Vehicle painting does not typically have formal education requirements. On the job training can provide adequate knowledge of cleaning, masking and painting vehicles. Training is also available through vocational or technical schools, and working for a vehicle manufacturer may require this kind of education.
Vehicle painting - also called transportation equipment painting - involves cleaning, masking and painting. Painters can enter the field directly out of high school or enroll in a technical or community college program to gain experience. Some employers don't even require a high school diploma, just a period of on-the-job training.
|Required Education||High school diploma or GED certificate is most common|
|Projected Job Growth (2014-2024)||6%*|
|Median Annual Salary (2015)||$29,270*|
Source: *U.S. Bureau of Labor Statistics (BLS)
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Career Information for Vehicle Painting
Vehicle painting begins with preparing the surface of the vehicle. Preparation includes carefully cleaning the surface, removing dust and dirt and washing metal parts with chemicals to protect them from corrosion. Next, painters mask, or cover using tape and paper, areas that are not to be painted. Once the vehicle is ready, painters use manual or automatic spray guns to administer the coatings, repeating the process several times to create a thick, protective covering.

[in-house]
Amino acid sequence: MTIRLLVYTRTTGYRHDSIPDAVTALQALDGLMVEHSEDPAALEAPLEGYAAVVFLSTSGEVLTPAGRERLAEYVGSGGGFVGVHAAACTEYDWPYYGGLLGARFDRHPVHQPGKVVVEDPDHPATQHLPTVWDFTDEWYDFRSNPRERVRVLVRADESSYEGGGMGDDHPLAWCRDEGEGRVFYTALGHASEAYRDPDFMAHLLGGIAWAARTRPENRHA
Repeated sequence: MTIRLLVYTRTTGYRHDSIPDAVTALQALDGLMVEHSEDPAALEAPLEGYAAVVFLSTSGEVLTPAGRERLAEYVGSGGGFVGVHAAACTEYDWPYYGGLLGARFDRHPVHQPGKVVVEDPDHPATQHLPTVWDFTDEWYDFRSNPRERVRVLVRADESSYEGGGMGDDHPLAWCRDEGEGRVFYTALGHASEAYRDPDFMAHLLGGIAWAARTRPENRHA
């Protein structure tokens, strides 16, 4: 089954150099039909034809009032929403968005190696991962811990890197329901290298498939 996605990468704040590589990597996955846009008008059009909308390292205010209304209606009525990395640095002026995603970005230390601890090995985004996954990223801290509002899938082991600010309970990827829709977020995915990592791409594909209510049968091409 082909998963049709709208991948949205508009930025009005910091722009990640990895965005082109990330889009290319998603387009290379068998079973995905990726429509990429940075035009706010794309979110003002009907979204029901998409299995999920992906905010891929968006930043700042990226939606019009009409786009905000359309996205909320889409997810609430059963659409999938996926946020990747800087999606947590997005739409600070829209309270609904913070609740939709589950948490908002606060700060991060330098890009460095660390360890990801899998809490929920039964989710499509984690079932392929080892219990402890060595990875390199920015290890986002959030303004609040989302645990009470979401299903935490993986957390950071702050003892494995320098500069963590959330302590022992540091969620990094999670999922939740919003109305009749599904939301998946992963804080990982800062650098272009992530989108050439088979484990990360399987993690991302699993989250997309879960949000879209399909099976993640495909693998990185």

Vehicle painters typically work in ventilated, indoor booths. Painters wear masks or respirators to minimize exposure to potentially dangerous fumes.
According to the U.S. Bureau of Labor Statistics, job opportunities for transportation equipment painters were expected to increase by 6 percent between 2014 and 2024. Mean annual wages for painters, coaters and decorators in the automotive repair and maintenance industry were $31,210 as of May 2015, per the BLS. Experienced painters might become coating inspectors, sales representatives or paint experts or open their own businesses.
Requirements for Vehicle Painting
Although manufacturers require vehicle painters to have earned a high school diploma, employers in other sectors might hire candidates who have not completed high school or earned a GED certificate. Entry-level employees learn on-the-job, and training can last from a few days to several months. New hires generally begin with routine tasks, such as removing trim, preparing surfaces and polishing finished work.
Postsecondary School Entry-Level Positions
Prospective candidates also might acquire training through community college or technical certificate programs. Programs might last from three months to one year. Students learn to prep vehicles for paint, including mixing paints and refinishing work. Students also might learn to remove vehicle parts and use spray guns. Graduates are prepared to become vehicle painters or assistants.
Vehicle painters are knowledgeable about the process of cleaning, masking and painting vehicles. They may learn through on-the-job training or complete a postsecondary course or training program and can work for manufacturers or for automotive repair locations.